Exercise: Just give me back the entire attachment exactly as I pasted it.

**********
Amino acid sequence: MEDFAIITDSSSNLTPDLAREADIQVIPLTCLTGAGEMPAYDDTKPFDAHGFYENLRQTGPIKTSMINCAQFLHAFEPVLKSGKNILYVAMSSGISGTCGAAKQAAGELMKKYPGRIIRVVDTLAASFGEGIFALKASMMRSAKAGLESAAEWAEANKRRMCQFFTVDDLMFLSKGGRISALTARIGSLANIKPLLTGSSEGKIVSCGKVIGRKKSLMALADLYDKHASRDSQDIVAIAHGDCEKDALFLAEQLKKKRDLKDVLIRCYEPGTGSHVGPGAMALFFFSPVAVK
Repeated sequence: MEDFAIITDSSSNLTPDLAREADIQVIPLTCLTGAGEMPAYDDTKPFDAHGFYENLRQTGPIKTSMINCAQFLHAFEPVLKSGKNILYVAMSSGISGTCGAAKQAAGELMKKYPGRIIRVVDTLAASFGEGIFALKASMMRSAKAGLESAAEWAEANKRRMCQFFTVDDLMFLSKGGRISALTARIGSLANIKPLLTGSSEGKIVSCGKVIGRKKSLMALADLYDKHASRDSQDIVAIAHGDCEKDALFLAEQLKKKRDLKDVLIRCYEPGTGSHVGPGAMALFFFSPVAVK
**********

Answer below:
Amino acid sequence: MEDFAIITDSSSNLTPDLAREADIQVIPLTCLTGAGEMPAYDDTKPFDAHGFYENLRQTGPIKTSMINCAQFLHAFEPVLKSGKNILYVAMSSGISGTCGAAKQAAGELMKKYPGRIIRVVDTLAASFGEGIFALKASMMRSAKAGLESAAEWAEANKRRMCQFFTVDDLMFLSKGGRISALTARIGSLANIKPLLTGSSEGKIVSCGKVIGRKKSLMALADLYDKHASRDSQDIVAIAHGDCEKDALFLAEQLKKKRDLKDVLIRCYEPGTGSHVGPGAMALFFFSPVAVK
Repeated sequence: MEDFAIITDSSSNLTPDLAREADIQVIPLTCLTGAGEMPAYDDTKPFDAHGFYENLRQTGPIKTSMINCAQFLHAFEPVLKSGKNILYVAMSSGISGTCGAAKQAAGELMKKYPGRIIRVVDTLAASFGEGIFALKASMMRSAKAGLESAAEWAEANKRRMCQFFTVDDLMFLSKGGRISALTARIGSLANIKPLLTGSSEGKIVSCGKVIGRKKSLMALADLYDKHASRDSQDIVAIAHGDCEKDALFLAEQLKKKRDLKDVLIRCYEPGTGSHVGPGAMALFFFSPVAVK